Bloggers praise gesture in country where public expressions of love are rare. In a heart-warming gesture, a Saudi wife gifted her husband a Tahoe Sport Utility Vehicle (SUV) to celebrate their wedding anniversary.
The gesture by the wife, from Qurayyat, a city in Al Jawf Province in northern Saudi Arabia, was greatly appreciated by relatives and friends of the couple who saw it a great indication of their love. … (Read more)
Smaller dairy farms in Germany are rapidly disappearing, and with EU quotas on milk production set to expire next year, the process is likely to accelerate. The only way to survive is to turn cows into machines and keep them away from the meadow.
Jens Nielsen is the last dairy farmer on the North Sea island of Sylt. He works all the time, on Christmas Eve, on the day of his daughter’s wedding, even on days when funerals are held for people he once knew. On such occasions, he gets up from the banquet table before everyone else and heads for the stalls. He works 365 days a year. … (Read more)
South Korea: Facebook uses Korea as test bed
Who says Facebook Korea is on the verge of demise?
Those who obviously have no access to the social networking service grapevine.
“Korea is a unique market where over 90 percent of users access Facebook through smartphones,” said Benjamin Joe, head of Facebook Korea, in an interview with The Korea Herald. … (Read more)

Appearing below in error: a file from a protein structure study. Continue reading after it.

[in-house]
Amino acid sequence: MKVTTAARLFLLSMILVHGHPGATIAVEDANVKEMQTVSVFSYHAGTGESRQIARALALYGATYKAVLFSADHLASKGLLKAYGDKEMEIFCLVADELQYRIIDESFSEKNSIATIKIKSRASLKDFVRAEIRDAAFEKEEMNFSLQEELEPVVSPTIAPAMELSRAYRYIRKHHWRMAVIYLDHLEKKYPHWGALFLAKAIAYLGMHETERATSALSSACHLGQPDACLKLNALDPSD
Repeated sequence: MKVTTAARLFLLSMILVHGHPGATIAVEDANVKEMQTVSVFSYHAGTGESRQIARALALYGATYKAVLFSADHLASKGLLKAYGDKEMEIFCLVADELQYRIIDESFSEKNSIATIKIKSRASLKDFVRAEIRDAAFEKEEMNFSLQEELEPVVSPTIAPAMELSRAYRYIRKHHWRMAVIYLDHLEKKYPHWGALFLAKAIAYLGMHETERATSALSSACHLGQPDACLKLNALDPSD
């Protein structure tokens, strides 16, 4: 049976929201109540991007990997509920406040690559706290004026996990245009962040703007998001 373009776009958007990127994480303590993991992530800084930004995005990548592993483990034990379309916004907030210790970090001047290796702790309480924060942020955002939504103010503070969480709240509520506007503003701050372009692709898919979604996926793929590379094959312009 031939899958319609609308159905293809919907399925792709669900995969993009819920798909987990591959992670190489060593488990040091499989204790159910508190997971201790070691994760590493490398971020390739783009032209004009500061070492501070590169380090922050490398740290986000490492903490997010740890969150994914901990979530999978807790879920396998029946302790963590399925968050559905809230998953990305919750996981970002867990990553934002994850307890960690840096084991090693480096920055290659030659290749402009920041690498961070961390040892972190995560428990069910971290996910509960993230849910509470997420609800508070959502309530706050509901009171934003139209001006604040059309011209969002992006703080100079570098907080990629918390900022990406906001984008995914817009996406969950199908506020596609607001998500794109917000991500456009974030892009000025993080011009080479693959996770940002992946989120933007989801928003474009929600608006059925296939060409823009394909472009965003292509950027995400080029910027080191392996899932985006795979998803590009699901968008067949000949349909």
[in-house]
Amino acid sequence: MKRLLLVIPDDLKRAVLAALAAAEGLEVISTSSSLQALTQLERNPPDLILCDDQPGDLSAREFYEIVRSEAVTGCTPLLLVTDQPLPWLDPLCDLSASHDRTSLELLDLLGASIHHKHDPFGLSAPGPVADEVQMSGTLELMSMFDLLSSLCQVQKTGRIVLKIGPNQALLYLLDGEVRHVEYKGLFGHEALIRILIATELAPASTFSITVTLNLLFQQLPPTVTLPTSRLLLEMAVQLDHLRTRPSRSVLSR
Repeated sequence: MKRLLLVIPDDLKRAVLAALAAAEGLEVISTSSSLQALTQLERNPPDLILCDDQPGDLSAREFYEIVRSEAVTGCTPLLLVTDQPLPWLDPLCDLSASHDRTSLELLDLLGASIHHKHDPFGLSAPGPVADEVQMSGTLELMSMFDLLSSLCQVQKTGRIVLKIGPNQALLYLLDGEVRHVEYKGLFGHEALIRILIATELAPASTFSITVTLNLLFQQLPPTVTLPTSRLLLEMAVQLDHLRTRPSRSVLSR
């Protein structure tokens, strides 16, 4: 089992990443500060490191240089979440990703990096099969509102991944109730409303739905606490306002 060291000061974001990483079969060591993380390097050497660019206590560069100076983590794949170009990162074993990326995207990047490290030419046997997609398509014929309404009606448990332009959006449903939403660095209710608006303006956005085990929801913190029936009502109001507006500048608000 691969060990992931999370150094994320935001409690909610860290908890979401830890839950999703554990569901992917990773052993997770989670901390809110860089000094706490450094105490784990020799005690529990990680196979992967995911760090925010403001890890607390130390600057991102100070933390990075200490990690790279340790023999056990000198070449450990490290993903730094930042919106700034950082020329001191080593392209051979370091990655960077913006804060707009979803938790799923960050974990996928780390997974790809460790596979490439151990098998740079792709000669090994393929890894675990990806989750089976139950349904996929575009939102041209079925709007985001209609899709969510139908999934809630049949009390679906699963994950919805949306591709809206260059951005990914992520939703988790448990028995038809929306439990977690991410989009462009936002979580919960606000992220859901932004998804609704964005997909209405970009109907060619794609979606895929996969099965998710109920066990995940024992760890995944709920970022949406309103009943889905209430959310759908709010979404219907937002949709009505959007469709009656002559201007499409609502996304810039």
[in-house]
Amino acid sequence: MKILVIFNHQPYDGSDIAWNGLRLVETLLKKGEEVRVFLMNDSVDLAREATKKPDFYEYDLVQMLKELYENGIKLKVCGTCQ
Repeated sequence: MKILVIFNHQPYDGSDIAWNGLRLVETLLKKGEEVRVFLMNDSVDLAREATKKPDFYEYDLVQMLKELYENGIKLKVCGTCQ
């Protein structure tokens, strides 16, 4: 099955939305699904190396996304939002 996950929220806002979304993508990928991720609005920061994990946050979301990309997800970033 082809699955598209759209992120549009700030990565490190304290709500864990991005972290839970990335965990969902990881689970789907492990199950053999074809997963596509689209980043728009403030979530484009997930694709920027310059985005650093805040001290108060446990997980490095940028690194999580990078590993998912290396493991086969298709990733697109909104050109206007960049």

Cote d’Ivoire: Ivorian Cocoa’s Got 99 Problems, but the Kids Ain’t One
The idea that vast swathes children are being enslaved and forced to work 16-hour days in Ivorian cocoa fields makes for dramatic story. Except that it’s not true.
In March 2012, the European Parliament renewed the International Cocoa Agreement and approved a resolution aimed at, amongst other things, eradicating forced child labour in cocoa production. This is no doubt a noble cause – forced labour is a dire violation of human rights and dignity – but when it comes to the Ivory Coast, it’s also a very easy one: forced child labour in Ivorian cocoa fields is virtually non-existent. … (Read more)
Scientists using DNA samples have identified the remains of several more victims of communist repressions from 1948-1956.
The names of the victims will be revealed on Friday, the day of the so-called ‘Cursed Soldiers’ who refused to lay down their arms when a communist regime was installed in Poland after World War II.
Since 2012, some 200 skeletons have been exhumed from mass graves in the military section of Warsaw’s Powazki Cemetery. … (Read more)
An unused aircraft canopy discovered in Kumamoto Prefecture has been confirmed to be that of a Ryusei “Shooting Star” torpedo-dive bomber, used in kamikaze attacks, making it the only known part of the World War II aircraft to exist in Japan. … (Read more)
There are only two places in Russia where Whooper Swans come for winter. Most of the swans fly much further south in search of a less harsh climate, but as the pictures show, February finds this stunning spot teeming with activity.
Its real name Svetloe Lake but to many locals it is known, not surprisingly, as Swan Lake. The nearby village is called Urozhainoe, which means ‘Prolific’.
The only other place in Russia where the swans come for winter is in the Anadyr district of Chukotka, which is the extreme east of Russia. …(Read more)
*Image of swan lake via Shutterstock